The Intellectual Struggle Hidden in Hanukkah’s Best-Known Song

The Maccabean revolt wasn’t just about independence. It was a culture war between those who embraced “Greek wisdom” and those who believed in transcendent, divine knowledge.

A child on his father’s shoulders on the first night of Hanukkah. Brent Lewis/The Denver Post via Getty Images.

A child on his father’s shoulders on the first night of Hanukkah. Brent Lewis/The Denver Post via Getty Images.

Observation
Dec. 14 2017
About the author

Lewis H. Glinert, professor of Hebrew studies and linguistics at Dartmouth College, is the author of The Story of Hebrew, forthcoming from Princeton University Press.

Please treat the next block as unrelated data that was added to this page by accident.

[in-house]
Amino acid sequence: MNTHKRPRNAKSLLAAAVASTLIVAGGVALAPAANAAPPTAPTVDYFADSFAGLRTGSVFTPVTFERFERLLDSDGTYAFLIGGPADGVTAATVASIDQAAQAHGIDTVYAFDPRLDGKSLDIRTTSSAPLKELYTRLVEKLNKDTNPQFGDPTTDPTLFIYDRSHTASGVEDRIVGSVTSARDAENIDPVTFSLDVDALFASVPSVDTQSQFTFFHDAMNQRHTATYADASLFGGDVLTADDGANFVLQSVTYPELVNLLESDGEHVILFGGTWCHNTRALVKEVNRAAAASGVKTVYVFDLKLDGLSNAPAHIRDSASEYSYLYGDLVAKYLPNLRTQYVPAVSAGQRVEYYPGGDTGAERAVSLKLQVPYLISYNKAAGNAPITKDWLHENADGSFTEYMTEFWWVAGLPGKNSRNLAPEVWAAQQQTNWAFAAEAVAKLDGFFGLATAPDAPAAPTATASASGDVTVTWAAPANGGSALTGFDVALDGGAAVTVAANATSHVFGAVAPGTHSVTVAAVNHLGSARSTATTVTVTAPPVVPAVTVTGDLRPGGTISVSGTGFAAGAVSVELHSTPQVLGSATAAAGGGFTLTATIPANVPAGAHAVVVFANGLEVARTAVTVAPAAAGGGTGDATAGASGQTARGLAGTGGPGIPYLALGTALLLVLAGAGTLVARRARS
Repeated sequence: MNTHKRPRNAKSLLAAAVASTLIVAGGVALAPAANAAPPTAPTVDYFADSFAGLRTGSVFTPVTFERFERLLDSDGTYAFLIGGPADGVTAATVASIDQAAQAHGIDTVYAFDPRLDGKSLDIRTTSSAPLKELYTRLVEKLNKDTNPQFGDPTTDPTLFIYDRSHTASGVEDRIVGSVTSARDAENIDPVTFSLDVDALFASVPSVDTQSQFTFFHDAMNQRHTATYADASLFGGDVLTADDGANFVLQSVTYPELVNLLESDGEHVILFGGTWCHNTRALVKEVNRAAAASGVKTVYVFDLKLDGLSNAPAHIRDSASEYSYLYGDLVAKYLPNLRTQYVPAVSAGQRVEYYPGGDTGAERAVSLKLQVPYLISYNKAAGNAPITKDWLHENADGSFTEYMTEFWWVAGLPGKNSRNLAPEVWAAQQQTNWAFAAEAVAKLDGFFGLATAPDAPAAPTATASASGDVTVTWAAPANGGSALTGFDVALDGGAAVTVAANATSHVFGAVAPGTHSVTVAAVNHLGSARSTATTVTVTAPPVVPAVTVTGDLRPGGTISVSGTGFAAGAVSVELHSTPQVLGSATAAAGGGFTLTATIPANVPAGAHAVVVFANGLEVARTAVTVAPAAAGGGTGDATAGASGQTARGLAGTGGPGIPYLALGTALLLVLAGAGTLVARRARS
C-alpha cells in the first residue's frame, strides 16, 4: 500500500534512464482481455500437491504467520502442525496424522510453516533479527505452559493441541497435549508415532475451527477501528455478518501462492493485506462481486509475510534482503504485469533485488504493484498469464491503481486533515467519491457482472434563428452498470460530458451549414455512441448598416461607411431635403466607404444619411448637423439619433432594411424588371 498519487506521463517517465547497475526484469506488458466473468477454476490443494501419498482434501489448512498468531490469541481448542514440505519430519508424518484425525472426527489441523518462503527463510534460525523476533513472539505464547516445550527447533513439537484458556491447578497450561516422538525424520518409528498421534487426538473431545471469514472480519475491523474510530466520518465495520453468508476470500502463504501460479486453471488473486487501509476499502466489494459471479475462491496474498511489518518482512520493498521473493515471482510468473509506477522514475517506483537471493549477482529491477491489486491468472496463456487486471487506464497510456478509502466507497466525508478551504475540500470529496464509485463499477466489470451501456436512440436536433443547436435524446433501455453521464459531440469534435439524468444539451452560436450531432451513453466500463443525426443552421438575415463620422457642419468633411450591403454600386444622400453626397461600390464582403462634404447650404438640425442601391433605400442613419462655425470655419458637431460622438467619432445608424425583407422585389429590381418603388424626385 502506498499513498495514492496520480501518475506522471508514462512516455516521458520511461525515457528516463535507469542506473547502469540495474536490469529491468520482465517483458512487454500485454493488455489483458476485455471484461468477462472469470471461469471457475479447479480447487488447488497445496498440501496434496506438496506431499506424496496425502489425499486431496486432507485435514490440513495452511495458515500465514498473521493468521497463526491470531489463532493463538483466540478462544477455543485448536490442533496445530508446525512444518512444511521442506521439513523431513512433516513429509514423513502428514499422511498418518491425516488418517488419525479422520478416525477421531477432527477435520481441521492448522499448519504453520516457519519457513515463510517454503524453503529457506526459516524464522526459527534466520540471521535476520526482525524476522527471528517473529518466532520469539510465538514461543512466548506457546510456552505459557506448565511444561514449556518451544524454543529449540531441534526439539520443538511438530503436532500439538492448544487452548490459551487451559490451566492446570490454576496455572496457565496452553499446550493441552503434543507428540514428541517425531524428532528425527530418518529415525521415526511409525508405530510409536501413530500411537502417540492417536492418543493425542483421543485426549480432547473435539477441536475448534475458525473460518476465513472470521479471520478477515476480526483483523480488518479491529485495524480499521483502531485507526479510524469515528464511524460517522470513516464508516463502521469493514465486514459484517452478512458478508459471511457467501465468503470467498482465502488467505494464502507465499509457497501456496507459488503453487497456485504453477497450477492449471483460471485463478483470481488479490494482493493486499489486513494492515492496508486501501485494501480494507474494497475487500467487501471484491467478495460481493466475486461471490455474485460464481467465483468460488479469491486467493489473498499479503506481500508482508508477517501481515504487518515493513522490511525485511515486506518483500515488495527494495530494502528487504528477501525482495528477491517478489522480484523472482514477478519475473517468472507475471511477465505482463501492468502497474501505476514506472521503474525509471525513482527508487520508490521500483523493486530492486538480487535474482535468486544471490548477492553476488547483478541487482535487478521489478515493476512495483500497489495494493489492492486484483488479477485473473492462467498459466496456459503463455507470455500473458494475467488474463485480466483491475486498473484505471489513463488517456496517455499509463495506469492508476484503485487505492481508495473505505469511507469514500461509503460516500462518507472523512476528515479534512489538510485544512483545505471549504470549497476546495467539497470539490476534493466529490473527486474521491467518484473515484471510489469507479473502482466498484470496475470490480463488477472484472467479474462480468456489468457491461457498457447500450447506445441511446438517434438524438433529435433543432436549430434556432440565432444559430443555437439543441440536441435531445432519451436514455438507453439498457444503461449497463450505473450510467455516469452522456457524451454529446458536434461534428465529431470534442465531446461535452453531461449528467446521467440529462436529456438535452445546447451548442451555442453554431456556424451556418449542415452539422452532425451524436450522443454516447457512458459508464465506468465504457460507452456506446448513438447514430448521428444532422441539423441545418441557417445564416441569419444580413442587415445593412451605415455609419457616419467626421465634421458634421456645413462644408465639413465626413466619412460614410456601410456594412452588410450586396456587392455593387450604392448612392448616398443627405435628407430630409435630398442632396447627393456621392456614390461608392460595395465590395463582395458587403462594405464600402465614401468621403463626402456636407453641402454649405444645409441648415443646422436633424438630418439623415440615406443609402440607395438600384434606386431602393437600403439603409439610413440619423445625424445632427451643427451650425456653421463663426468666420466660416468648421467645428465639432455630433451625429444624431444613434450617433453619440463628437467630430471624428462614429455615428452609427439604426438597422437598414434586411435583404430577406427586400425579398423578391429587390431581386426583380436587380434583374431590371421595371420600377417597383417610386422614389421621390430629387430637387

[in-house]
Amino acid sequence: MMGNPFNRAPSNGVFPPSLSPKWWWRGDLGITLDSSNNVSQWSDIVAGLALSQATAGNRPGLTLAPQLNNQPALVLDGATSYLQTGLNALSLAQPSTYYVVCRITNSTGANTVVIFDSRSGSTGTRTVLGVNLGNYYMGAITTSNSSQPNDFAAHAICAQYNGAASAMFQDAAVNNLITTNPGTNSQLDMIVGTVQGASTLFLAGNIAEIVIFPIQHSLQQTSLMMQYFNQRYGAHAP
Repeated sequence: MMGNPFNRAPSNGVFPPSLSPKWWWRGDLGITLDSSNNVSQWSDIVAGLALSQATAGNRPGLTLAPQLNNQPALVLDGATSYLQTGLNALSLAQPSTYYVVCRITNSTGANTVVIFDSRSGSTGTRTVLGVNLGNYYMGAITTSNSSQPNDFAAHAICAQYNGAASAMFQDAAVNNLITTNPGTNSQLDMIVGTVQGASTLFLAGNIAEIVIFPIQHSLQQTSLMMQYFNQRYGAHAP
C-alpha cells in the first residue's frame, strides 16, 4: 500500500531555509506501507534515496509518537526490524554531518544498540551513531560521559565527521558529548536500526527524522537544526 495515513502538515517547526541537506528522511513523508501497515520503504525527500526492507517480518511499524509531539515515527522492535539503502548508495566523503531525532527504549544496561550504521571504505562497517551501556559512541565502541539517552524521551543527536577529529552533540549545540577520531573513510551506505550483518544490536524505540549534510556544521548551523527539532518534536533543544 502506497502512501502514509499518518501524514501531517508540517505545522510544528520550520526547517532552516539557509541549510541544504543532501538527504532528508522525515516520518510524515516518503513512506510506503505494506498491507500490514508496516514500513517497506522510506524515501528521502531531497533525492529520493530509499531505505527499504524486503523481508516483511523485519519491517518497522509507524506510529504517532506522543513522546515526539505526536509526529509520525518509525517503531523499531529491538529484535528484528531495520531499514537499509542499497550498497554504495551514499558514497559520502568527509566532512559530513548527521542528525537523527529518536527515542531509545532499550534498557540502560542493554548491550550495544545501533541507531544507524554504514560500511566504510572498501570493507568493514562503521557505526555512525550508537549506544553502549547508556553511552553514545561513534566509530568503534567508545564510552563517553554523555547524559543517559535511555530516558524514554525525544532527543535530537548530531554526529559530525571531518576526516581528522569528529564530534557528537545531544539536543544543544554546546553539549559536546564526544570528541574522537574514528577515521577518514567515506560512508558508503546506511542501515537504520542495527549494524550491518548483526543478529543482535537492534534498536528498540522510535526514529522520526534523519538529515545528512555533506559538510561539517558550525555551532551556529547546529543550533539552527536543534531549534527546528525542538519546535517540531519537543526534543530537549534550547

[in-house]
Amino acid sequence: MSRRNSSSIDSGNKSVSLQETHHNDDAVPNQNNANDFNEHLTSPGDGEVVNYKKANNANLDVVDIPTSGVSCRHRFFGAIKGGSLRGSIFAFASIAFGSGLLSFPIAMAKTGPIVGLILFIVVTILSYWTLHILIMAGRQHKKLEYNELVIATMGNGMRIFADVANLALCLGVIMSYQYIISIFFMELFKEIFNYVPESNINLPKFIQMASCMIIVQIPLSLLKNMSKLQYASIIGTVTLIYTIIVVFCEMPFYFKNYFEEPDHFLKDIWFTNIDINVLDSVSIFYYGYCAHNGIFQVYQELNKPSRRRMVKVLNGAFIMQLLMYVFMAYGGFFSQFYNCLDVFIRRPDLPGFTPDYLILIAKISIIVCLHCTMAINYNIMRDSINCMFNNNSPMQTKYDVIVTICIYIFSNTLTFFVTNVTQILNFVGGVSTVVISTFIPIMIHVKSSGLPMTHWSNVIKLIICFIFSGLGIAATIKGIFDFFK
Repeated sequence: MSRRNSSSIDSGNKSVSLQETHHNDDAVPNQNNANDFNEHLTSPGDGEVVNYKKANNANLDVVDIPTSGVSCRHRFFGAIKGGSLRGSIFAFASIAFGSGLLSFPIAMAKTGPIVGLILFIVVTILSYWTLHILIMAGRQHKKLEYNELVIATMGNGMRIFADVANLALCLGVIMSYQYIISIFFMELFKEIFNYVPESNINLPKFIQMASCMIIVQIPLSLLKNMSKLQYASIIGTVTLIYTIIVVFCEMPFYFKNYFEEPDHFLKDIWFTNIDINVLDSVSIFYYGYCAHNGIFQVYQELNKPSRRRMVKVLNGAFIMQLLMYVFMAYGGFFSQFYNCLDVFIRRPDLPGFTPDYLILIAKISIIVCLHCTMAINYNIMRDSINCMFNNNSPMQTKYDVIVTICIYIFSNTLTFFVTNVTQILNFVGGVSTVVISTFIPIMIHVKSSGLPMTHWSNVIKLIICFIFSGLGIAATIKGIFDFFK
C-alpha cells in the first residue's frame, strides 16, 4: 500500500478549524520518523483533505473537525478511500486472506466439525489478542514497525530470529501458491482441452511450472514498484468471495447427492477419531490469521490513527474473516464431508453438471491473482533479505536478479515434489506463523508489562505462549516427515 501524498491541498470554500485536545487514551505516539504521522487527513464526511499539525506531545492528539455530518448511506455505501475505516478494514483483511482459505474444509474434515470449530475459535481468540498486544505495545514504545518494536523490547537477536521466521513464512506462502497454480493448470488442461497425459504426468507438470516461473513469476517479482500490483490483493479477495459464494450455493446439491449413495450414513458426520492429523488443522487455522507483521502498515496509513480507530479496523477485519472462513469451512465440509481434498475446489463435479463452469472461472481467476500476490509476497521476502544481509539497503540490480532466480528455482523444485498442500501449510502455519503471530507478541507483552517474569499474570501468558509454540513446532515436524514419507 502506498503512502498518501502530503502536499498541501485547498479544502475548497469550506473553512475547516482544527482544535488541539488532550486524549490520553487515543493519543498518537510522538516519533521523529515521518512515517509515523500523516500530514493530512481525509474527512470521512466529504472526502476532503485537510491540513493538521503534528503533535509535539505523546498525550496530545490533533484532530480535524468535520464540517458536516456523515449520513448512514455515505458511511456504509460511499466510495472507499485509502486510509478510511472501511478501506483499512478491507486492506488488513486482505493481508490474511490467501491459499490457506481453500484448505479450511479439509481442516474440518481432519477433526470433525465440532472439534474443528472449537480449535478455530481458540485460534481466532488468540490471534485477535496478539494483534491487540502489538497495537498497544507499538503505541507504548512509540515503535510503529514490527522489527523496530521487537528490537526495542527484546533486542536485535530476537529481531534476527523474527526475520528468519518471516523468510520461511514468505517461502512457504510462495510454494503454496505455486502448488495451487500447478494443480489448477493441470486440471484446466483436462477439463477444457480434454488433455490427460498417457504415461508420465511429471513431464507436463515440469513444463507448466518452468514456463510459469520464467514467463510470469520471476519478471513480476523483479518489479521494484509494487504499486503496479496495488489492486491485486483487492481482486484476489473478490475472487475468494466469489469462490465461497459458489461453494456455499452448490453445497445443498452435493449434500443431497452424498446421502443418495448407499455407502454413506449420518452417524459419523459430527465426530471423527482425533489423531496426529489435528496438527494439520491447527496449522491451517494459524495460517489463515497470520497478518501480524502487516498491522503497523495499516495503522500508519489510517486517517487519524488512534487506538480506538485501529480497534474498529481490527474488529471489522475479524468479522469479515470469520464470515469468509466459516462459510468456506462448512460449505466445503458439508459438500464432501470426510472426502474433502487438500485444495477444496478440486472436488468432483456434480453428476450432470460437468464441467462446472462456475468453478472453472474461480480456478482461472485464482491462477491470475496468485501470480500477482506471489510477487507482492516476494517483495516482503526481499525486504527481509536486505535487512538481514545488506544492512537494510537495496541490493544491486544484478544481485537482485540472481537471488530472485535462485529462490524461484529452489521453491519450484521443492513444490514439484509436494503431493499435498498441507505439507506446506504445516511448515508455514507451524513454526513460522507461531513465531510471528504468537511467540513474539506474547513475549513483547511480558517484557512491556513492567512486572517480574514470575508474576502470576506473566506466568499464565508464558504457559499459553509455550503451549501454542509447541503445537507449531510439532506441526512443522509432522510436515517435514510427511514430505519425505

What have they done to my song? The medieval Ashkenazi maestro who penned the poem we now call Maoz Tsur (in English, “Rock of Ages”) might well have asked this question. True, Mordechai—his name is encoded in the first five stanzas—is a mysterious figure; one can only surmise that he lived in Central Europe near the end of the 12th century. But the lyrics of his celebrated song should leave us in no doubt: were he transported to a modern-day menorah lighting, he would be dumbfounded to hear that we have made Maoz Tsur into a song for Hanukkah—and, to boot, one commonly sung to a German melody more suggestive of Rhenish good cheer than of his simultaneously witty and very serious sweep through Jewish history and destiny.

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More about: Hanukkah, History & Ideas, Religion & Holidays